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Entries in Yemen (316)


Middle East Today: Libya --- At Least 25 Killed in Clashes Between Protesters and Government-Backed Militia

Turkey: Massive Istanbul Anti-Government Rally as PM Erdogan Addresses Supporters in Ankara

A visual story of the competing rallies for and against the Erdogan Government --- first, Sunday's large gathering in Istanbul's Taksim Square, where mass protests began nine days ago:

Meanwhile, Prime Minister Recep Tayyip Erdogan told supporters in Ankara tonight, "How can you attack my police?...We are going to show patience, but patience has a limit as well":

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Middle East Today: Turkey --- Ruling Party Says No Early Elections

Rally in Istanbul's Taksim Square today

Libya: 11 Killed in Benghazi Clashes

At least 11 people were killed and 35 wounded in clashes on Saturday between protesters and a Libyan militia, operating with Ministry of Defence approval, in the eastern city of Benghazi.

Residents said dozens of protesters rallied outside the headquarters of the Government-backed Libya Shield brigade, demanding the disbanding of militias who have yet to disarm fter the overthrow of Muammar Gaddafi in October.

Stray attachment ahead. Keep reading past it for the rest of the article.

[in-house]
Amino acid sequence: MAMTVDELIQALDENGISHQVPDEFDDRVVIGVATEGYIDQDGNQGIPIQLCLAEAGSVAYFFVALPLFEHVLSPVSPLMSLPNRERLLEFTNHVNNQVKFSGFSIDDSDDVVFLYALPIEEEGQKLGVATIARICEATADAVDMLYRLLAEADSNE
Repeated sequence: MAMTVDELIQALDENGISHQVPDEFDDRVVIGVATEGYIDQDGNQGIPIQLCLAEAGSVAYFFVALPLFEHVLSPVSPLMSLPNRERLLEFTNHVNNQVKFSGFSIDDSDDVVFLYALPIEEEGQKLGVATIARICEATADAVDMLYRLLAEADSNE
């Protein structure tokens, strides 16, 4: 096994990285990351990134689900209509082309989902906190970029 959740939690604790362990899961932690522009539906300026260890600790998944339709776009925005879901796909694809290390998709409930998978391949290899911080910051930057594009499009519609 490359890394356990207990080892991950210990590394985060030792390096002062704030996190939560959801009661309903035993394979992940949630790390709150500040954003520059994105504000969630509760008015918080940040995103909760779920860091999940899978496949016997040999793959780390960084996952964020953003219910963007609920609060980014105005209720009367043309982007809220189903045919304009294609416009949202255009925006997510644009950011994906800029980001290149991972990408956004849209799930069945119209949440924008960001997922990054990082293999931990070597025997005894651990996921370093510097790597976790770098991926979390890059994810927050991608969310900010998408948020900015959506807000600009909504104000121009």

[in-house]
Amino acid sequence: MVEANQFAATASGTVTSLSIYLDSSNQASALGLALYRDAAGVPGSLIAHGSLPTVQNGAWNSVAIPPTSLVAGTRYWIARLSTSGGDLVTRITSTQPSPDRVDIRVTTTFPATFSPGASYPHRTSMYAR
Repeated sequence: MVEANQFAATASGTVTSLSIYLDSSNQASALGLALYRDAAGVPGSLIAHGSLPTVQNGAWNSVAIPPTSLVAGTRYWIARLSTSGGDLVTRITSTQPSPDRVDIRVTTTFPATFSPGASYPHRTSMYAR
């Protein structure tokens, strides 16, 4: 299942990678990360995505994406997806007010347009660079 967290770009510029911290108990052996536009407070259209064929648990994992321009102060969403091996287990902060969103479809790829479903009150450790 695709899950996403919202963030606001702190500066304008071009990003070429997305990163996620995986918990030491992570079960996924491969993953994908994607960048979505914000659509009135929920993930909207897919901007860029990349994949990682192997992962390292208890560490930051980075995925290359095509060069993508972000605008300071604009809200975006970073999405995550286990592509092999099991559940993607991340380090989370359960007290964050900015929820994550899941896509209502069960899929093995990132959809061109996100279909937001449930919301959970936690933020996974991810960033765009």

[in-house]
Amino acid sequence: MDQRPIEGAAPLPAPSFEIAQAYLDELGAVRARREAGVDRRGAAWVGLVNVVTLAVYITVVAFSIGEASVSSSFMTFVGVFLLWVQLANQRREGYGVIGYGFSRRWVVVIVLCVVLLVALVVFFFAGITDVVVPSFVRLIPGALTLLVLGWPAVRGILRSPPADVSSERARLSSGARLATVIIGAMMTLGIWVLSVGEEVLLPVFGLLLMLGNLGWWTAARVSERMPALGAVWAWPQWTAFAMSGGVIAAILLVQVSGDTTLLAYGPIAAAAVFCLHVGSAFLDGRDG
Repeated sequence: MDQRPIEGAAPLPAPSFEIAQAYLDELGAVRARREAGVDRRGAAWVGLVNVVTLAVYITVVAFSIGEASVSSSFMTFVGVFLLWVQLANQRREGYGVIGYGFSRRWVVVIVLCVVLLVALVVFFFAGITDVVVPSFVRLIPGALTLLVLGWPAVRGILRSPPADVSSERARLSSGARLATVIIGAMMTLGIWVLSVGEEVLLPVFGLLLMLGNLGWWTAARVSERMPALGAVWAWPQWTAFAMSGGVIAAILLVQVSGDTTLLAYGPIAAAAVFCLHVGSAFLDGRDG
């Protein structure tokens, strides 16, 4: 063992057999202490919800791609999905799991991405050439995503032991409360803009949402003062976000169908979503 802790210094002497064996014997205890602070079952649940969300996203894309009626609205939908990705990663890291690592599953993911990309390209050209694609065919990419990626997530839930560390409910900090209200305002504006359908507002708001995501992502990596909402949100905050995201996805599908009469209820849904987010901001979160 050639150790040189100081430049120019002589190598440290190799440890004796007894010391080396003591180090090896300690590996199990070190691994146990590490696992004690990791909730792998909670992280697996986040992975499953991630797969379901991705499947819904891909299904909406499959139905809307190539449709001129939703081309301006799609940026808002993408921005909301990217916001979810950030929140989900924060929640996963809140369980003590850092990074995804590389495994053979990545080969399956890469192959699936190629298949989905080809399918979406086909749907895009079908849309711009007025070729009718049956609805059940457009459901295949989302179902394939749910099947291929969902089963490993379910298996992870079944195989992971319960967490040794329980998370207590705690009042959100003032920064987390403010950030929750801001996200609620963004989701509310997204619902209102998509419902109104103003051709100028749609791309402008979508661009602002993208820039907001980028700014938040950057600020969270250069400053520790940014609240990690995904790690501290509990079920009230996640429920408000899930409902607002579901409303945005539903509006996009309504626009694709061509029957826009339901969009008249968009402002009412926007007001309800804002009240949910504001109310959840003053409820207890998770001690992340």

The Libya Shield brigade is made up of former insurgent who say they are aligned with the Ministry of Defence. A Government spokesman said special forces from the Libyan military had arrived at the scene.

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Middle East Today: Turkey --- Deputy PM Apologises for "Excessive Violence"...But Will PM Erdogan?

Turkey: 3rd Protester Dies

Ethem Sarısülük, who was wounded in the head during police attacks on protesters in Taksim Square, has died of his injuries.